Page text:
senior woman looking out window

Researchers have found that there is a link between social isolation and Alzheimer’s disease progression.

Throughout these past months since COVID-19 became a household term, older adults, who are most vulnerable to severe complications from the virus, have had to discover a new, more isolated normal. And while we know there are health risks associated with loneliness and isolation, we’re now beginning to understand another serious concern: the impact of social isolation and Alzheimer’s disease progression.

Because those with Alzheimer’s and other types of dementia may struggle to understand and follow safety precautions, such as wearing a face covering, reporting symptoms, and social distancing, isolation for these seniors has become especially crucial. Yet while maintaining these individuals’ physical health has been the top priority, it’s also important to consider their emotional wellbeing, which can also be negatively impacted when socialization is neglected.

According to Erica Farrell, clinical manager at the Alzheimer’s Association of Washington, caregivers are “seeing more rapid progression during this time where everyone is more anxious and there are fewer supports.” And founder of Aging Wisdom, Lisa Mayfield, adds, “We’re starting to see some real impact of these past three months and I think it’s starting to get attention like this isn’t working anymore.”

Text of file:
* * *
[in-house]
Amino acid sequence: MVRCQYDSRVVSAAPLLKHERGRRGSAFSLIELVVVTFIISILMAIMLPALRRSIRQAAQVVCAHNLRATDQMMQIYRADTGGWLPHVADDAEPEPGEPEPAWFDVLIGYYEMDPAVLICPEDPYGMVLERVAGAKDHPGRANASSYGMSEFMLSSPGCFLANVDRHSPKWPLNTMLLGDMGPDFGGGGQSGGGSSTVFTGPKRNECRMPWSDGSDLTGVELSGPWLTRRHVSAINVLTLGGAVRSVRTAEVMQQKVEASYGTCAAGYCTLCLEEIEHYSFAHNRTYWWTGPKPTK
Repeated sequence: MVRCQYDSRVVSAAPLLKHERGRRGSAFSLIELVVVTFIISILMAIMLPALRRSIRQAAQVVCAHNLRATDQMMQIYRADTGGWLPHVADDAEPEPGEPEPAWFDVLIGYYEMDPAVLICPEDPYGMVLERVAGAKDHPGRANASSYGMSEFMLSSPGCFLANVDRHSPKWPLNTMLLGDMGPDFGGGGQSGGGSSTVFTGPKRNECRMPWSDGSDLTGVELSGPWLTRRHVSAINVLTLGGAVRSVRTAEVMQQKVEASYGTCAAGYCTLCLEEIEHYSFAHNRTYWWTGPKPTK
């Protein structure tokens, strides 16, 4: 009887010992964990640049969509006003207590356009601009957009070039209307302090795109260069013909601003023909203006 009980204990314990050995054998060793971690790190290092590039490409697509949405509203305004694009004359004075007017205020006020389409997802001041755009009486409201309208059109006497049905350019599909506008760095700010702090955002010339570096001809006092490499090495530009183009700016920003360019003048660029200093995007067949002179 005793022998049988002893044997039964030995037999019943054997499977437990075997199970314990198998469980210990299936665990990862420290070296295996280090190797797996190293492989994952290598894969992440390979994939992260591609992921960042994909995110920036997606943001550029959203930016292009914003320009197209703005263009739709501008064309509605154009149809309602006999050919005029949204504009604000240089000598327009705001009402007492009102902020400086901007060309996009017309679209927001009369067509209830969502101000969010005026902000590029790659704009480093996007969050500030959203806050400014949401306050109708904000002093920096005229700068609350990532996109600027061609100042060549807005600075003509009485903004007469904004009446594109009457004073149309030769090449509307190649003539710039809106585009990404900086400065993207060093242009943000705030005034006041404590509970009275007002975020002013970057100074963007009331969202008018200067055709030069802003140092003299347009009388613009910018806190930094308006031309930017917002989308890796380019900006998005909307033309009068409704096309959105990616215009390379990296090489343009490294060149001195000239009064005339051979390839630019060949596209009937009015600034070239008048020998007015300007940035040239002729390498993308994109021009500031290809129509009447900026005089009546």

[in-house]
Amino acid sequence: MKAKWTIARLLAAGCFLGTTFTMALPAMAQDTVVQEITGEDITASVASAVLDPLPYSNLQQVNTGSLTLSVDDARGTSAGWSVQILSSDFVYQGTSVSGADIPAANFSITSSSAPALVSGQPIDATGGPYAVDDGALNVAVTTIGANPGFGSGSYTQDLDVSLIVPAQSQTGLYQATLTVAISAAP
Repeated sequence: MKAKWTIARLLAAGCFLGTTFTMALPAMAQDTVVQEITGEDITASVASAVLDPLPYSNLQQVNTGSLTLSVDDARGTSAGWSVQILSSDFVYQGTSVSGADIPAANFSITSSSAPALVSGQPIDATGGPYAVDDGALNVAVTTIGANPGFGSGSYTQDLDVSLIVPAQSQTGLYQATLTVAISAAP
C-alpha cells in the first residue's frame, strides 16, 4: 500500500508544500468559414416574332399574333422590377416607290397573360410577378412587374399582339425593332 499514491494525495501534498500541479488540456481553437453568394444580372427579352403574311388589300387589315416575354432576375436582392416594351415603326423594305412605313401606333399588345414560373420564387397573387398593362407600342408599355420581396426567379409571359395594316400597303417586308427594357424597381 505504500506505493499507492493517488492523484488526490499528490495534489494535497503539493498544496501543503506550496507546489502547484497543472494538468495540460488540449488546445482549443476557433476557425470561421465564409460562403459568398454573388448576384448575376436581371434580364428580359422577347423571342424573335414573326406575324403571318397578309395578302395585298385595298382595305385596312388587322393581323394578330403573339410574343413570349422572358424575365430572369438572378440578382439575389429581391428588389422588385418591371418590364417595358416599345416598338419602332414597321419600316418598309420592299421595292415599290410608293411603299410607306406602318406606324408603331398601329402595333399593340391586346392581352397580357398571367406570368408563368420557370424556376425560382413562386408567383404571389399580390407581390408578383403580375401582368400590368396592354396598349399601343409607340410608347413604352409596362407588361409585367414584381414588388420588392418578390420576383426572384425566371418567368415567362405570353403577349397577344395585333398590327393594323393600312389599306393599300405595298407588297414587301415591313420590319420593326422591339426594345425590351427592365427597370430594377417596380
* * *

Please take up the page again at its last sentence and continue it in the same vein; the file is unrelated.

And for family caregivers, whose already high level of stress during the pandemic is exacerbated by worries over their older loved ones with dementia, the impact can lead to their own health risks. Self-care becomes all the more vital for family caregivers, who are encouraged by Farrell to seek out a local support group (which is free, and currently virtual), or to contact the 24/7 caregiver helpline at 800-272-3900 for someone to talk with. It can also be helpful to start a journal, recording your daily thoughts and concerns, to make sure to follow a healthy diet and exercise routine, and to get plenty of sleep each night.

Atlanta Home Care Partners is always here to help as well. Email or call our dementia care team at (404) 228-0103 any time to find out more about our specialized home health care in Decatur and the surrounding areas for those with Alzheimer’s disease or other types of dementia, providing seniors with the safe socialization and skilled care they need, and their family caregivers with time to rest and recharge. Whether the need is for just a few hours each week to allow you time to tend to other responsibilities, overnight care for a senior experiencing sundowning issues, or any of a wide range of other arrangements, Atlanta Home Care Partners is the solution Decatur families trust most. To find out if our expert home care services are available in your community, please visit our Service Area page.